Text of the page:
Other People's Cigarettes
Lead vocals: Lisa Payne
Backing vocals: Kate St.Claire
Everything else: Kate St.Claire
This was always conceived as the album opener. But though we tried several times to open our set with it, the song seemed cursed - once the laptop malfunctioned, another time the guitar cut out, so it was never played very frequently.
It was written in those weird days, right at the end of The Lollies. In fact, "OPC" or "Other People's Cigarettes" was the catchphrase of our driver/roadie/soundman/ligger/general bon viveur, Jesse - every time he was trying to give up smoking, he would stop buying his own packs, but would end up smoking more, because he was so "down with OPC."
I was living in Clerkenwell at the time, in that mad flat above a pub, with the style journalist, her boyfriend (the flat's owner) at the weekends, and an erstwhile indie popstar who occasionally flew in from Japan to sleep on our sofabed. I had a tiny, box-like room at the back, with a loft bed above, and a desk that I turned into a home studio below. I'd just recently got one of those 2 second sample/delay pedals, to replace the "etherealiser" I'd been using since the late 80s, that gave up the ghost in a puff of grey smoke, quite fittingly, in a dank basement venue in Oxford. I was just mucking about trying to learn how to use the sample/loop function when I came up with this odd little riff, inspired by weird Turkish prog records.
It was a difficult place to live, noisy, smelly, and to make matters worse, relations with my housemate (one of my closest friends before I moved in) were fraying. Smoking was a major bone of contention. I'm a non-smoker; she swore that she was going to give up before we moved in together. But when you live above a pub, OPCs are the easiest of temptations. She took to rolling her last cigarette, right before she went to bed, at the kitchen table. I would wake up, usually with a raging hangover, and find that she had forgotten to clear the vomit-inducing ashtray and fag paraphernalia from the exact place where I needed to eat.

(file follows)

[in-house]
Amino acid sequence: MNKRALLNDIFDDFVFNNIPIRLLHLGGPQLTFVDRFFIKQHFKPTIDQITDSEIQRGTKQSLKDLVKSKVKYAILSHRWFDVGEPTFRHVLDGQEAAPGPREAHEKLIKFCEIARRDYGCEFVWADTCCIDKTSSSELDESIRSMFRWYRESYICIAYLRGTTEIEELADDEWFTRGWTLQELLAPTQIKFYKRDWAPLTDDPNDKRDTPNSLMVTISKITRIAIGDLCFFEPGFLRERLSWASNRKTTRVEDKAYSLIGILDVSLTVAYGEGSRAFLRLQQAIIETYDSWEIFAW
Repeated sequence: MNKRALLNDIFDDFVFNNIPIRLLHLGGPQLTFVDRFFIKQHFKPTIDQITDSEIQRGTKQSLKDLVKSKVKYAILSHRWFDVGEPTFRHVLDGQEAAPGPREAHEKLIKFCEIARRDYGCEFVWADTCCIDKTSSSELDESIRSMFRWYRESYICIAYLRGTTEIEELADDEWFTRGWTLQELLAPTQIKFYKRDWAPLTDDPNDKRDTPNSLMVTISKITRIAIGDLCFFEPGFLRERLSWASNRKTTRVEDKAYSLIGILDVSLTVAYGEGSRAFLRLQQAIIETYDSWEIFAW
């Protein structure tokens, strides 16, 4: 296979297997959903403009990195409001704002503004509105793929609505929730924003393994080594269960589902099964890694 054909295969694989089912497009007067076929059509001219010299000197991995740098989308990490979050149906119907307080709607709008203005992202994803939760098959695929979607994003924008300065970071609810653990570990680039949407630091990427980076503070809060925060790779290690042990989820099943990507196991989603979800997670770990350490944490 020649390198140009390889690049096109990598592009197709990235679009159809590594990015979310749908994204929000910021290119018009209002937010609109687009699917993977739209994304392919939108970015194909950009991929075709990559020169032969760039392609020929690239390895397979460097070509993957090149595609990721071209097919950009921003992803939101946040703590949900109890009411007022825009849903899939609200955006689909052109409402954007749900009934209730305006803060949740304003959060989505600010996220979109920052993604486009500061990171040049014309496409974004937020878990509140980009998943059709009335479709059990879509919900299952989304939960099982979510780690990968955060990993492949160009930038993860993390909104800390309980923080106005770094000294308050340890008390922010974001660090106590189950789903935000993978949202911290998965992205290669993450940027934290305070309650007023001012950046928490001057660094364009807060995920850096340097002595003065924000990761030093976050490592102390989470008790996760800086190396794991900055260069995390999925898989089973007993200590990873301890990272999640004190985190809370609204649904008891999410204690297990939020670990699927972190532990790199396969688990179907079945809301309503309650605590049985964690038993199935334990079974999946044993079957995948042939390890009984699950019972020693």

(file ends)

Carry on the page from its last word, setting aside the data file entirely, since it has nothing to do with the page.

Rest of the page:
The dislocation and sense of alienation of living in someone else's flat, smelling someone else's cigarettes and not even feeling at home in mine own life, spilled out all over the lyrics. And it became a weird, spooky, haunted-sounding song.
I recorded a demo of the track at Jesse's house, up in Swiss Cottage. A copy of that demo made its way to the ears of a renowned indie record label, and I actually had a couple of meetings with a man responsible for signing some bands I really, really loved. The Lollies were breaking up, I told him. Never mind, he said, if I'd written this song without them, he'd sign me as a solo artist. He was obsessed with OPC. He wanted me to go into the studio with some back-up musicians gleaned from his label, but I balked at that. I was having trouble keeping track of who I was, between other people's cigarettes, other people's music, other people's clothes and yes, ashamedly, sometimes other people's lovers. And he wanted me to go into the studio with other people's bands? I said no. Bad move. Jesse pulled the disappearing act I've written about before, and my contract disappeared with him when I could not produce the masters. Yes, it is 10 years now, and I still have never forgiven him.
But the song resurfaced as a Shimuras track, the sparse guitar-loop and Turkish percussion backing track now filled out with these gleefully warped Tim Burton "la la la"s which still send a shiver down my spine when I hear it.